# Subsets of a Cartesian product are disjoint iff there exist projections that are disjoint

The Theorem?

Suppose $\{X_\alpha\}_{\alpha \in J}$ is a family of non-empty sets. Let $X = \prod_{\alpha \in J} X_\alpha$. For each $\alpha \in J$ define $p_\alpha : X \to X_\alpha$ to be the canonical projection from $X$ to $X_\alpha$.

Suppose $U,V$ are subsets of $X$. I want to show that $U$ and $V$ are disjoint if and only if there exists $\beta \in J$ such that $p_\beta(U) \cap p_\beta(V) = \emptyset$.

Background

I wanted to use this "theorem" to show that if the product space $X$ is $T_4$ then so is each $X_\alpha$.

My Thoughts

The $\Longleftarrow$ direction seems straightforward from the definition of the Cartesian product, although I haven't worked it out precisely since it is really $\Longrightarrow$ I care about. Likewise, it seems intuitively true that $\Longrightarrow$ is true. I've done a bit of googling and searching through textbooks, but I haven't quite found what I am looking for. Moreover, I am unsure how to proceed with a proof. Here is my problem:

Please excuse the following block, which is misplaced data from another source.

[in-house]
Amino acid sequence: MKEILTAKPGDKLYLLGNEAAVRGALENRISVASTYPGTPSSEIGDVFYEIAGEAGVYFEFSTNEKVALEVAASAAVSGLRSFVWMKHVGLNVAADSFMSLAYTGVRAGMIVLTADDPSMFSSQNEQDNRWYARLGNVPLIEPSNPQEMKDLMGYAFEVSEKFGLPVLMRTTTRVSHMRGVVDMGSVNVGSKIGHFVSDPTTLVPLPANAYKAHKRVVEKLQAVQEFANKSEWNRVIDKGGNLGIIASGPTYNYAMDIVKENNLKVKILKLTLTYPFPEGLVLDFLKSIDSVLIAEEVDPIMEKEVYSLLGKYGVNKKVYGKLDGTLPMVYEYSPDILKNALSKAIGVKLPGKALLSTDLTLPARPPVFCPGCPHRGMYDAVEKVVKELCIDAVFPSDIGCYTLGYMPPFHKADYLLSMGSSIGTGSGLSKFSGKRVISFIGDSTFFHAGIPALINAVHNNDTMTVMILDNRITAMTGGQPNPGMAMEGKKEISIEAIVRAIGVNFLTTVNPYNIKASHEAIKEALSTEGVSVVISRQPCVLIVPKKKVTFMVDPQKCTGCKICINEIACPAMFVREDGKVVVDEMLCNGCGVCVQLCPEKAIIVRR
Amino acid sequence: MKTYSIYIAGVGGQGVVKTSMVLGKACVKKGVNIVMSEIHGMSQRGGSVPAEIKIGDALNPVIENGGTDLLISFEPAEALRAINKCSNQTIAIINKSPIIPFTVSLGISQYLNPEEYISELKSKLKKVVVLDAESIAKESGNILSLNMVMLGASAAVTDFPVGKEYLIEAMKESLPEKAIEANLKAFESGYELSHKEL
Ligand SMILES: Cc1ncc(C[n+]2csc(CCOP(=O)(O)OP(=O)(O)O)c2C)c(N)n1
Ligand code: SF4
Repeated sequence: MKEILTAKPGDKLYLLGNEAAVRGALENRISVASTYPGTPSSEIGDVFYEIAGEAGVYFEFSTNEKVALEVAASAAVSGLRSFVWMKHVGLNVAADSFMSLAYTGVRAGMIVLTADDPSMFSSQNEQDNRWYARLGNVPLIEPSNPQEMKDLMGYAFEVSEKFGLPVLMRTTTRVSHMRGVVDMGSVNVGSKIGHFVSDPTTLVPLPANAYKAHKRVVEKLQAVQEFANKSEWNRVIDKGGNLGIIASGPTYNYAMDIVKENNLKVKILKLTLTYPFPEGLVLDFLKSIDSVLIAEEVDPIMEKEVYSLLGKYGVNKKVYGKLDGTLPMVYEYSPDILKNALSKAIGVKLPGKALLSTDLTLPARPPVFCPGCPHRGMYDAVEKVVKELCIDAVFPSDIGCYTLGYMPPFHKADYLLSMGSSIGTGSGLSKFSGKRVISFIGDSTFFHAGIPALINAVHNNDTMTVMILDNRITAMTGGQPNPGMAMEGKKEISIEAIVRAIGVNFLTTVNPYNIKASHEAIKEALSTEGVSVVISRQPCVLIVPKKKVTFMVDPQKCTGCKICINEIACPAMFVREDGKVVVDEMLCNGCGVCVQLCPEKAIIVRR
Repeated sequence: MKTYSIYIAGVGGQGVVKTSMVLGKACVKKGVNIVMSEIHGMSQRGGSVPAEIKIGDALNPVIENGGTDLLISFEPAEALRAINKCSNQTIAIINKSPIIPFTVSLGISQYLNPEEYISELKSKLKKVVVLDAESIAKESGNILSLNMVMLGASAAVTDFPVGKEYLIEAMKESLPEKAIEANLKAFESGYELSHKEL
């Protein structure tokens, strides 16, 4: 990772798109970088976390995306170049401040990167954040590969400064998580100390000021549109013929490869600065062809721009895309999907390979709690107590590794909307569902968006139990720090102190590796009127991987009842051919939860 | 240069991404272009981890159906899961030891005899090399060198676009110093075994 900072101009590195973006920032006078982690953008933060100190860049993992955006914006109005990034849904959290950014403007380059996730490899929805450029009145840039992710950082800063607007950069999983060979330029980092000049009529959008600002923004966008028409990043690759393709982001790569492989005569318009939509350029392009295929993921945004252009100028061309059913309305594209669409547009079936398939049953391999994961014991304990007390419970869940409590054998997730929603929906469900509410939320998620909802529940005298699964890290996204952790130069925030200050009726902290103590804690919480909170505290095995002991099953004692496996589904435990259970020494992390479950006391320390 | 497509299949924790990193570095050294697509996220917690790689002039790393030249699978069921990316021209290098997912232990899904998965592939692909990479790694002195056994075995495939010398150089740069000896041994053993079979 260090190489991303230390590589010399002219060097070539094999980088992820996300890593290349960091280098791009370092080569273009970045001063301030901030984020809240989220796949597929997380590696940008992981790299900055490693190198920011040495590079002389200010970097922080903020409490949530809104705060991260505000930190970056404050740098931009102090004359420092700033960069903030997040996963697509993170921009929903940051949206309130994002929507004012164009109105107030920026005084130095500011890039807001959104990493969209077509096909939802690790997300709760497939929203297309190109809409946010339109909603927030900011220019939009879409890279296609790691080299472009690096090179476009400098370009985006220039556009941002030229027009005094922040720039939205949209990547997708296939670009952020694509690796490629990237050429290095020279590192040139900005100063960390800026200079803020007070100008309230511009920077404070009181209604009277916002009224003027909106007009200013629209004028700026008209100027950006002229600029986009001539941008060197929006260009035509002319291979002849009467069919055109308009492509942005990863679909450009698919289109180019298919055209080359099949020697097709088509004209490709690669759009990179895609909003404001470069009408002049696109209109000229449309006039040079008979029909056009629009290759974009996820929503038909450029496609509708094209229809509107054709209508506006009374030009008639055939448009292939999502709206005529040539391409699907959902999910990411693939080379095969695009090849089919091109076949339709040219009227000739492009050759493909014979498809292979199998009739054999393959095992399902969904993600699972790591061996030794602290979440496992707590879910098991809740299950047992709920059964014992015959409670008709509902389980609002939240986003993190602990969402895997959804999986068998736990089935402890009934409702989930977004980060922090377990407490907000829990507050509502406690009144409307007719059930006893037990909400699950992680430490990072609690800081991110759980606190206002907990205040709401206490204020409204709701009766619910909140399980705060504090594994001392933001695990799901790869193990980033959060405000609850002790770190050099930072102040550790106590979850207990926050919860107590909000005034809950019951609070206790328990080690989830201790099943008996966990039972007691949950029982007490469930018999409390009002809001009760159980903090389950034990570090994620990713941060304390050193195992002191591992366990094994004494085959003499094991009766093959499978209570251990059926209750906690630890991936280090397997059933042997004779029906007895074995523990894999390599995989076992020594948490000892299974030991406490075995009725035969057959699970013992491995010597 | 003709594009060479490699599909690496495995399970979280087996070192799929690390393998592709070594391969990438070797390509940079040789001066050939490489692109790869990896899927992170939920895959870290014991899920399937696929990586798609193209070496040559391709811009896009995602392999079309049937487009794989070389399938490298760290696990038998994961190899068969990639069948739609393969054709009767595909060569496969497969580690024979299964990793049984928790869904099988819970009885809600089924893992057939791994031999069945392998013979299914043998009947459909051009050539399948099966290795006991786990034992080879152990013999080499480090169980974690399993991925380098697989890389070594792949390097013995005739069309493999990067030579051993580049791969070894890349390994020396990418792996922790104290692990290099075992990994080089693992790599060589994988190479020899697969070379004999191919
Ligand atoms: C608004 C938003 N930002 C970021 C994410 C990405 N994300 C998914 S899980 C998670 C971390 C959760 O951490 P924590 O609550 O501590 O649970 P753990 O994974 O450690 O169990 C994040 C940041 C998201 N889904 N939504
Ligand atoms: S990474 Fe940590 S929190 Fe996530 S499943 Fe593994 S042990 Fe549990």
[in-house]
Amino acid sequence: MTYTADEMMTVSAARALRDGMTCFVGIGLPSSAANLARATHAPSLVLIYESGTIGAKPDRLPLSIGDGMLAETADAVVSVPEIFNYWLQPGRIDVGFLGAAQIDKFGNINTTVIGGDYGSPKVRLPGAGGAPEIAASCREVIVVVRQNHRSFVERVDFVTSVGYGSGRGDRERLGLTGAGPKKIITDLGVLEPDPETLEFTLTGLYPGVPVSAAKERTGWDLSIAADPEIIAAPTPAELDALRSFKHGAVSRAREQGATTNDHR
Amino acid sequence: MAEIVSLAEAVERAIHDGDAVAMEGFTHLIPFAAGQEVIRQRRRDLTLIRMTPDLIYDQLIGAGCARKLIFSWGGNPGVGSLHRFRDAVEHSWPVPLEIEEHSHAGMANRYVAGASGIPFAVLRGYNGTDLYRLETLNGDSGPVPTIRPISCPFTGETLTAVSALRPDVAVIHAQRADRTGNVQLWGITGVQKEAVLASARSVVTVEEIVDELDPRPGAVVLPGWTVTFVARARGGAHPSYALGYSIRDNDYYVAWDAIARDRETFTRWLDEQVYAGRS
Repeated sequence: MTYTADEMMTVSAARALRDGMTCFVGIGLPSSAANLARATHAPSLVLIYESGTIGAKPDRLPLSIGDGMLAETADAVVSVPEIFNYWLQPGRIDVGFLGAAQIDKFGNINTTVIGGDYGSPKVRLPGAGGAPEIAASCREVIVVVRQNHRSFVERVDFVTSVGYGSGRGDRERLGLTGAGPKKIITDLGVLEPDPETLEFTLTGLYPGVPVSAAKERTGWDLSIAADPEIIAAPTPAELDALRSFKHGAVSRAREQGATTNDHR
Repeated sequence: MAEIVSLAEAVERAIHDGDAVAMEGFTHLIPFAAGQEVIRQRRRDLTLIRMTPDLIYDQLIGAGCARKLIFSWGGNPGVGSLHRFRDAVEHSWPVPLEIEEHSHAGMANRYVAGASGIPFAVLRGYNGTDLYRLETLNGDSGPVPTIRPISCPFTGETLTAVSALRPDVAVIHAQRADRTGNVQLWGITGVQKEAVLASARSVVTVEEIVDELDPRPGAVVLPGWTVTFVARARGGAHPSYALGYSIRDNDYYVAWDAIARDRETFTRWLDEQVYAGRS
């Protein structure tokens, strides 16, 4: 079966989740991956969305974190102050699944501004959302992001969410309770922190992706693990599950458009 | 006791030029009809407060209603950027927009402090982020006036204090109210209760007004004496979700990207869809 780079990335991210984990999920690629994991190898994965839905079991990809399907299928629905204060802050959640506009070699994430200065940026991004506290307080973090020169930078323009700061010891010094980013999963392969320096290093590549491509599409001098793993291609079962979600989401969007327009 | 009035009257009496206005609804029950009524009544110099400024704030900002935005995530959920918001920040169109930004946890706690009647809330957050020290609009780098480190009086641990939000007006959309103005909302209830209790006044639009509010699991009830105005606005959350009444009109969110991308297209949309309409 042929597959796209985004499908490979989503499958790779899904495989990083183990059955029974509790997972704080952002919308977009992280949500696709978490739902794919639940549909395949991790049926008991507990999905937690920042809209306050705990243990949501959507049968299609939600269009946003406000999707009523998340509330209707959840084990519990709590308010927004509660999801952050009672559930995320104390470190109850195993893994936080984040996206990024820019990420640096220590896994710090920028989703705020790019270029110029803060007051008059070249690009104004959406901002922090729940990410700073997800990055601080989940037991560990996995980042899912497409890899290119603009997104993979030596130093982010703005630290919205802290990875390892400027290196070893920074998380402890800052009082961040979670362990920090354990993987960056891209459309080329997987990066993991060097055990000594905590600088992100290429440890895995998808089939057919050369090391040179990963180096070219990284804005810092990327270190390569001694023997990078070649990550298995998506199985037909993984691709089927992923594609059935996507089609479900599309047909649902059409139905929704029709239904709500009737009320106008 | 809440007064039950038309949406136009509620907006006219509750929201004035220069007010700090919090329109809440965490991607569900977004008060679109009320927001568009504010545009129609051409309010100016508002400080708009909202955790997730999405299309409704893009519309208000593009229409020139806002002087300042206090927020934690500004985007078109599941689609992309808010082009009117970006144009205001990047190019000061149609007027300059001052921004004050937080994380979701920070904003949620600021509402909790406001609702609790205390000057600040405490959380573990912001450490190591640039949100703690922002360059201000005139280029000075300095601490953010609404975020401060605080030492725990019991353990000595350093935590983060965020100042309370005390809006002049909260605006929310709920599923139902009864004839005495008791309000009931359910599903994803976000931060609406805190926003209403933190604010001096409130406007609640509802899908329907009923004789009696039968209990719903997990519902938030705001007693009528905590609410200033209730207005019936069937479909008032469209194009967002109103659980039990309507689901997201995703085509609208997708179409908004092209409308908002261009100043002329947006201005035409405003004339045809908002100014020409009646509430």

I want to say that if $U$ and $V$ are disjoint subsets of $X$, then I can write $U$ is a product of subsets of $X_\alpha$ for each $\alpha \in J$, but this can't be correct. For example, $U$ could be the union of subsets of $X$ which cannot, in general, be written as a product of a union of subsets.

• I think I have a counterexample with $J={1,2}$ and $X_1=X_2=$0,1$$. Are you sure it is true? – Hoseyn Heydari Nov 6 '15 at 21:05

Simple counterexample: Let $J = \{0,1\}, X_0 = X_1 = \{0,1\}$; let $U = \{(0,0), (1,1)\}$, and let $V = \{(0,1)\}$. Then $p_0(U) = p_1(U) = \{0,1\}$, $p_0(V) = \{0\}$, and $p_1(V) = \{1\}$, but $U \cap V = \emptyset$.
To prove your theorem, it's easier to use that every $X_\alpha$ embeds as a closed subset of the product $\prod_\alpha X_\alpha$ (using that all spaces are $T_1$). Do you see how? (think of the two-dimensional case first).